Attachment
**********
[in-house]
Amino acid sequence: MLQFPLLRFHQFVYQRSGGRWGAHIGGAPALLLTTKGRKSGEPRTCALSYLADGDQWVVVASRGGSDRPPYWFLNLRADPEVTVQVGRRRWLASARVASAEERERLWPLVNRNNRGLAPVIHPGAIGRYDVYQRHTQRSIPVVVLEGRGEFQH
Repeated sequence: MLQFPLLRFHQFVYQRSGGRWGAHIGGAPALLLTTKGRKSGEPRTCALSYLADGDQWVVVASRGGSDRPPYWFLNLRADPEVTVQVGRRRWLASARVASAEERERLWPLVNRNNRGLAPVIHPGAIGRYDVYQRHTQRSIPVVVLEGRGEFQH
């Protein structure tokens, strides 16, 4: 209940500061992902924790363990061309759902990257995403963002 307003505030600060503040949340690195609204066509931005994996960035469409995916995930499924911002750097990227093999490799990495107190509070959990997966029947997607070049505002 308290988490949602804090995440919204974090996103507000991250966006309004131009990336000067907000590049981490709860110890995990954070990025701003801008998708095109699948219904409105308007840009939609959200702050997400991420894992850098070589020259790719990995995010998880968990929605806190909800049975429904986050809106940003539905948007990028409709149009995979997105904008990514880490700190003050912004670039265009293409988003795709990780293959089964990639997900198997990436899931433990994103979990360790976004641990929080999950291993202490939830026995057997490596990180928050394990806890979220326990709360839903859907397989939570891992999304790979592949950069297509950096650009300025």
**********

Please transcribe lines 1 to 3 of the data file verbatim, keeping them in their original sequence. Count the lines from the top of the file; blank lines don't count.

[in-house]
Amino acid sequence: MLQFPLLRFHQFVYQRSGGRWGAHIGGAPALLLTTKGRKSGEPRTCALSYLADGDQWVVVASRGGSDRPPYWFLNLRADPEVTVQVGRRRWLASARVASAEERERLWPLVNRNNRGLAPVIHPGAIGRYDVYQRHTQRSIPVVVLEGRGEFQH
Repeated sequence: MLQFPLLRFHQFVYQRSGGRWGAHIGGAPALLLTTKGRKSGEPRTCALSYLADGDQWVVVASRGGSDRPPYWFLNLRADPEVTVQVGRRRWLASARVASAEERERLWPLVNRNNRGLAPVIHPGAIGRYDVYQRHTQRSIPVVVLEGRGEFQH